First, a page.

Facebook’s free-speech panel doesn’t believe in free speech

Alan Rusbridger, one-time cheerleader of press regulation, is among the members.


Topics Free Speech UK

With Big Tech censorship exploding during the coronavirus crisis, news that Facebook is appointing an independent board to rule on free-expression cases might sound like a positive development. Decisions on tough cases and guidelines are to be taken out of the hands of executives – perhaps, you might hope, to insulate them from media outrage or commercial concerns. But a glance at who is on the board, and what they actually think about free speech, suggests that it could make matters worse.

The board is headed up by former Danish PM Helle Thorning-Schmidt. In a statement, she suggested that the board could be as dedicated to silencing free speech as to protecting it: ‘In this health crisis we are seeing that social media helps us stay connected. But there’s a downside: it can spread speech that is hateful, deceitful and harmful.’ Quite why Thorning-Schmidt thinks she and her colleagues are qualified to rule on what is hateful, deceitful or harmful speech, over the heads of Facebook’s 2.6 billion active users, is unclear.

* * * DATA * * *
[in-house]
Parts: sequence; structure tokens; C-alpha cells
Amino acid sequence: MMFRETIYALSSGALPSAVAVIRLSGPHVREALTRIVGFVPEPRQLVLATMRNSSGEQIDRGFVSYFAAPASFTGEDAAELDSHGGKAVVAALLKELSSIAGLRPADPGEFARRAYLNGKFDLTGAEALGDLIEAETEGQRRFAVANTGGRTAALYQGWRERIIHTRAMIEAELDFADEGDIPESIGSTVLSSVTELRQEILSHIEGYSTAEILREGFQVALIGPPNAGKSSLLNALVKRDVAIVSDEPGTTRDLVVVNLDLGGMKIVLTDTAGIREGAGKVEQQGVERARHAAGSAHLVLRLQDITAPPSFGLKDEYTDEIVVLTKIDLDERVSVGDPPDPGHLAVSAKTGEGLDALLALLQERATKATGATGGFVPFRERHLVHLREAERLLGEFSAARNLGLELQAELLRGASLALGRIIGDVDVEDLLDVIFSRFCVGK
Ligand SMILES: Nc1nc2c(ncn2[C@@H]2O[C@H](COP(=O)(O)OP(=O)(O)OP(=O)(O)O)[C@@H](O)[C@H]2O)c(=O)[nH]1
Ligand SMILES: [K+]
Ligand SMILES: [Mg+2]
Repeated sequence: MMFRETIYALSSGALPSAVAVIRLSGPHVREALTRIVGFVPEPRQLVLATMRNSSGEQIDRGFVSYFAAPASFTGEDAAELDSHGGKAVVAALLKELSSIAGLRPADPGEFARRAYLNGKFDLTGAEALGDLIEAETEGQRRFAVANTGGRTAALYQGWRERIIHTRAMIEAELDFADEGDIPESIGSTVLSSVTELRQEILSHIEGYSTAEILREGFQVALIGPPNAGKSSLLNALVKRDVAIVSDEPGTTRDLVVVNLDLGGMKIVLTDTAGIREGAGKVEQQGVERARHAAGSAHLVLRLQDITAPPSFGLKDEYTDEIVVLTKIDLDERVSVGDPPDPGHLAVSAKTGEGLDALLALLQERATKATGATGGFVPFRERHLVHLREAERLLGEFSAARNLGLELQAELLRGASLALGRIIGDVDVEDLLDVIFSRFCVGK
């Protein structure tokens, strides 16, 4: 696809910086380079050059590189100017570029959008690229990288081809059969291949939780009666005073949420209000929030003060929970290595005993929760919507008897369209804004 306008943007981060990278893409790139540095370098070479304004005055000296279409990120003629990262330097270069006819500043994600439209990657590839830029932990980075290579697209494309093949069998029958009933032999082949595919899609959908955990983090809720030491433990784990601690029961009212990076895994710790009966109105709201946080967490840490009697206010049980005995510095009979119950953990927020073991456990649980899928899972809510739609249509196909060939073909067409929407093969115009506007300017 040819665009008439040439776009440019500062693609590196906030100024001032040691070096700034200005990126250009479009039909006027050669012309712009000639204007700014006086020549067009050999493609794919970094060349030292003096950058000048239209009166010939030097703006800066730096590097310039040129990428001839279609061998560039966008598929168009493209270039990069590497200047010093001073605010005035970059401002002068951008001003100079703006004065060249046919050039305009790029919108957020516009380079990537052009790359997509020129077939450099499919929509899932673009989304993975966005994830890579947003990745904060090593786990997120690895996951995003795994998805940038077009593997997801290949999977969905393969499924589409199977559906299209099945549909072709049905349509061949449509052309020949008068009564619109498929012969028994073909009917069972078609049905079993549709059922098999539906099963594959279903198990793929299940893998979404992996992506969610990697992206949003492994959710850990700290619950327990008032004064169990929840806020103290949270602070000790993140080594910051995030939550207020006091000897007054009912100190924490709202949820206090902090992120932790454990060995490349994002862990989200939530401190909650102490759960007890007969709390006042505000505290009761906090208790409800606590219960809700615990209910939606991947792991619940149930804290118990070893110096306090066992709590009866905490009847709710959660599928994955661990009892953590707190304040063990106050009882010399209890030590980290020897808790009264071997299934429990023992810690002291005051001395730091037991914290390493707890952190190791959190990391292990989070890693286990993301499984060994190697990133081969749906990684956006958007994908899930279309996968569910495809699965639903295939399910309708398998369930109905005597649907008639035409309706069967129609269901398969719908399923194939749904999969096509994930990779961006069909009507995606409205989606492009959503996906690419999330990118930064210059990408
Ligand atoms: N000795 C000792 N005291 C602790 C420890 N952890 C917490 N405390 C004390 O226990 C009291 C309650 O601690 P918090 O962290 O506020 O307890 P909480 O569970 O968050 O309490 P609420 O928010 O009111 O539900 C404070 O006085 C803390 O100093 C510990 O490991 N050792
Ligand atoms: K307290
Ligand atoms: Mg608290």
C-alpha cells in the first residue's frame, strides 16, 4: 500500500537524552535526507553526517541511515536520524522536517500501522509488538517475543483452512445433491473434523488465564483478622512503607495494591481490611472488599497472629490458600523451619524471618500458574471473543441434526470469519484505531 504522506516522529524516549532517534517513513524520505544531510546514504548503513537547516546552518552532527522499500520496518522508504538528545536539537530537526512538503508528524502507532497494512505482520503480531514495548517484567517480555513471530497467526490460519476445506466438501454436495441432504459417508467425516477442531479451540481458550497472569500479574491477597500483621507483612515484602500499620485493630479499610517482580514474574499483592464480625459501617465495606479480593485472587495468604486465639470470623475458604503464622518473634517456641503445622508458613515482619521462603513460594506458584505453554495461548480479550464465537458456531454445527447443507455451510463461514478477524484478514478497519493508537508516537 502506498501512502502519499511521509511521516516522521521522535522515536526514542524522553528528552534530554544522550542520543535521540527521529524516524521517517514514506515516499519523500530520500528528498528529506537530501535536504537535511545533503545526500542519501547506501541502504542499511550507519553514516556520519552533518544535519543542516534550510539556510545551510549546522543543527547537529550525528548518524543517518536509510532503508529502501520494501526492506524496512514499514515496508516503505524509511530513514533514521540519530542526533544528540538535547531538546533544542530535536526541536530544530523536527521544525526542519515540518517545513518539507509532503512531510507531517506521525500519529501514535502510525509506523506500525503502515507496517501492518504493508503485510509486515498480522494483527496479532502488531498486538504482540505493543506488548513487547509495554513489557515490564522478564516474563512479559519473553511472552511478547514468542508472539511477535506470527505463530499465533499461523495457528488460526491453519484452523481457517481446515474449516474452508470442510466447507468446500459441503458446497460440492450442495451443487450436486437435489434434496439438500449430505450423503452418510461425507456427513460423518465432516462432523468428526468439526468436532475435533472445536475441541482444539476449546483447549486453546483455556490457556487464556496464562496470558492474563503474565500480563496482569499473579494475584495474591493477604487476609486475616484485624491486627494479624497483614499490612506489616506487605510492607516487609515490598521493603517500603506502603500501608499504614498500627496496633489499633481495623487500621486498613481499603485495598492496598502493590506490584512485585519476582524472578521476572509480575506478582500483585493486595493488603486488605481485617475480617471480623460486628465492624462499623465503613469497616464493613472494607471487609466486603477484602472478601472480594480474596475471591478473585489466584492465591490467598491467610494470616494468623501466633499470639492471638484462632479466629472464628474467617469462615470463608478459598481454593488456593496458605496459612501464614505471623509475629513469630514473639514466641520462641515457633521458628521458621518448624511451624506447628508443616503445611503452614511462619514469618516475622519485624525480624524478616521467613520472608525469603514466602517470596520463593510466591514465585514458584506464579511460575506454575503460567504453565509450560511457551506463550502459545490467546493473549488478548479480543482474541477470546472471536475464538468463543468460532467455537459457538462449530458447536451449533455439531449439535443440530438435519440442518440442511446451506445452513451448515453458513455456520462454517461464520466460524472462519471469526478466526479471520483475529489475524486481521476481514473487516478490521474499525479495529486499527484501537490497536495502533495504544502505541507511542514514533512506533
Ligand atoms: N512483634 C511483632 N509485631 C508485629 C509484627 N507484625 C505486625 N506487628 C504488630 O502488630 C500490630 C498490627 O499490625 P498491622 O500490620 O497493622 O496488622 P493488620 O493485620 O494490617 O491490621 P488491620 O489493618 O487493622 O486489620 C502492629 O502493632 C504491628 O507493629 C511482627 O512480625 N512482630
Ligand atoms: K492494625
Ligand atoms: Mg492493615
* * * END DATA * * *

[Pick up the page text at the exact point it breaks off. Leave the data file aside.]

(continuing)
Worse still is the appointment of former Guardian editor-in-chief Alan Rusbridger, a one-time cheerleader of press regulation. When he gave evidence before the Leveson Inquiry into the British press in 2012, he said the press was ‘under-regulated’, and said he wouldn’t be against a new press regulator backed by statute – that is, state-backed meddling in the British press for the first time in 300 years.

With ‘friends’ of free speech like this, who needs enemies?

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